Good market results in Q1 were mainly influenced by the activity of office investors, committing €605 million. It is noteworthy that the majority of this volume was invested outside Warsaw. Warehouses was the second-best performing asset class, representing 29% of the total turnover and proving the continuous interest of the industrial sector. The retail segment, with 14% share, registered a portfolio deal for over €100 million (the first so significant since the outbreak of the Covid-19 pandemic), while the living sector, recognized as a rising star, was responsible for another 11%. The remaining 2% belonged to hotels, which have seen the first transaction since the end of 2019.
The evolution of the real estate market and of the property investment market has changed bank’s behavior over the last 18 months
In Romania, banks became more cautious when it comes to real estate acquisitions financing. Lenders are focusing on core assets enjoying solid track record and cash flow. Also, there is a very careful selection process when it comes to office and retail assets (excluding convenient parks which performed very well during the pandemic and for which banks still have appetite). Almost no financing goes for hospitality, for obvious reasons. Instead, we see strong appetite for logistics and residential as considered more resilient by banks.
When it comes to development financing, banks are even more cautious and are putting a special attention to the pre-let/presale ratio as financial institutions aim to limit as much as possible the commercial risk surrounding the respective development. They finance only experienced owners and developers enjoying extensive and proven track records. A common point of Romania and Poland is the focus on logistics and a very selective process for retail and office properties. This is translated into less borrower friendly conditions especially in terms of LTV (60% vs. 65% pre-Covid-19 levels) and pricing (ca. + 25-50 bps vs. pre-Covid-19 levels).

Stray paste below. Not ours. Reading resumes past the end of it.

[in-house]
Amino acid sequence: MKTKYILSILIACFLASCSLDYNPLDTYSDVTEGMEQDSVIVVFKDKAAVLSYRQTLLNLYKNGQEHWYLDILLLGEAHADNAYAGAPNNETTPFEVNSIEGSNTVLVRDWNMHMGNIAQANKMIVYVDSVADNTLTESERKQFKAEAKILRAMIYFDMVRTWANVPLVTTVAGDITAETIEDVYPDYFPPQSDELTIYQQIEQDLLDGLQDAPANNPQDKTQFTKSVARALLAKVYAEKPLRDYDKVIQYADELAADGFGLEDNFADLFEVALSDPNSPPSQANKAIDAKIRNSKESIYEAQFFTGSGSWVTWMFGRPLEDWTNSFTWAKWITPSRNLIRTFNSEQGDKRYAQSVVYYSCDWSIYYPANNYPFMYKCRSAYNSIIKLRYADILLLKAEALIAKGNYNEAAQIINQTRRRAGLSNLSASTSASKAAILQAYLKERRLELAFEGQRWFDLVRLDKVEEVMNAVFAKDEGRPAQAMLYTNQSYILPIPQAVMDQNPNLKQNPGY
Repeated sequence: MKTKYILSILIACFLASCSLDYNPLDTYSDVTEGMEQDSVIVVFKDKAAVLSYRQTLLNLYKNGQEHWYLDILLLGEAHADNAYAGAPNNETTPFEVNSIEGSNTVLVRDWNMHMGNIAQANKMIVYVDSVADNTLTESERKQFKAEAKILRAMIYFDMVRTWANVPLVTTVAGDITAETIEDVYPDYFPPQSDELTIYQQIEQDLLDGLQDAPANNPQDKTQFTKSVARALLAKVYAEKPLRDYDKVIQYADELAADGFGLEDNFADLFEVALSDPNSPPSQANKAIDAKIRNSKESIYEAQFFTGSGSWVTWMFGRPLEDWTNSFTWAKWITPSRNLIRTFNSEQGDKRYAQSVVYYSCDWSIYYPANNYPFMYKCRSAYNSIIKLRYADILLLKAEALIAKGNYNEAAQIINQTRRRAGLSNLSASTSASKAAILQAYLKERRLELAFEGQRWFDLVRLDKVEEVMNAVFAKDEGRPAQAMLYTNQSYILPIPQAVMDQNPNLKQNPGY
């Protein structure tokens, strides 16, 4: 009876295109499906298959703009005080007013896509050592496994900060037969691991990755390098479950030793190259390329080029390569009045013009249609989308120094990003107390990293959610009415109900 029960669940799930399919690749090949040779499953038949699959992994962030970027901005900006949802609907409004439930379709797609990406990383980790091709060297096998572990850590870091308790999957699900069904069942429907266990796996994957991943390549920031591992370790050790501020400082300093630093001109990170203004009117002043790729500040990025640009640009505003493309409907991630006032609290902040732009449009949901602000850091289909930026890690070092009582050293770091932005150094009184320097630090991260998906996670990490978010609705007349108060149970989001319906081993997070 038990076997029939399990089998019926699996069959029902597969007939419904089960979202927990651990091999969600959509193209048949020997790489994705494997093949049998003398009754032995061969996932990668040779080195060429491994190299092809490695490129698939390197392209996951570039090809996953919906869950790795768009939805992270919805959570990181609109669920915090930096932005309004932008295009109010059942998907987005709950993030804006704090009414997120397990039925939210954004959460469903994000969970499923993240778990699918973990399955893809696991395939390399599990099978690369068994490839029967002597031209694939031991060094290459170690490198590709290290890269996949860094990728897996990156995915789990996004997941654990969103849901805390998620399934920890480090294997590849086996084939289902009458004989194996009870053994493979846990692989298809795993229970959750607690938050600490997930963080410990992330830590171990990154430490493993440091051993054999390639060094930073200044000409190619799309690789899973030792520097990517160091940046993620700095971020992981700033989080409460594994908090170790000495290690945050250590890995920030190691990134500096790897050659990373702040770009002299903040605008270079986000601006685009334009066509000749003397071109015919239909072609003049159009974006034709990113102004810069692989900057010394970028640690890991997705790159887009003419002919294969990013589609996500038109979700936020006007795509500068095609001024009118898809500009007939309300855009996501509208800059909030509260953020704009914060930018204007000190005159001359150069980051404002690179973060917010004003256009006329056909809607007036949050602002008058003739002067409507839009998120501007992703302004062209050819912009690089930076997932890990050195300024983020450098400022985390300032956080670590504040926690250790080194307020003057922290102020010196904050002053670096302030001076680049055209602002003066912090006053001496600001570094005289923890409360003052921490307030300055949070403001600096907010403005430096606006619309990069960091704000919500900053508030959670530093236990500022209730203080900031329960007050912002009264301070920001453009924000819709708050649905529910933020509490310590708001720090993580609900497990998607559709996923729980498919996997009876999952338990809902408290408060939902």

In comparison with Poland, the financing conditions remain, from a borrower's perspective, less attractive in Romania as banks are willing to provide more flexibility in terms of loan reimbursement while offering lower cost. Polish market also benefits from a wider market diversity in terms of stock, investors, and lenders, resulting in a higher level of competition between the different stakeholders which is translated into sharper yield and lower cost of funding reflecting the maturity degree of the polish economy. Reasons might be on one hand the nature of banks and investors (more institutional investors and more presence of western banks mainly Germans) and the fact that Polish RE market managed much better during the 2008 financial crisis on the other hand.
That said, we see more and more interest coming from international banks and which are willing to lend in Romania. Main break is rather the minimum ticket size to be invested which is usually around 100 m, very few assets are suitable as most of them are owned by investors funding themselves through the bond market directly.
In the medium/long term, another type of lender might enter the market as more and more insurance companies/pension funds are lending against real estate assets because of low returns on bond markets and favorable treatment under Solvency II Directive. Banks are raising more and more green bonds, and, in this respect, they have a very special focus to finance/refinance eco-friendly assets, green certification being more and more required.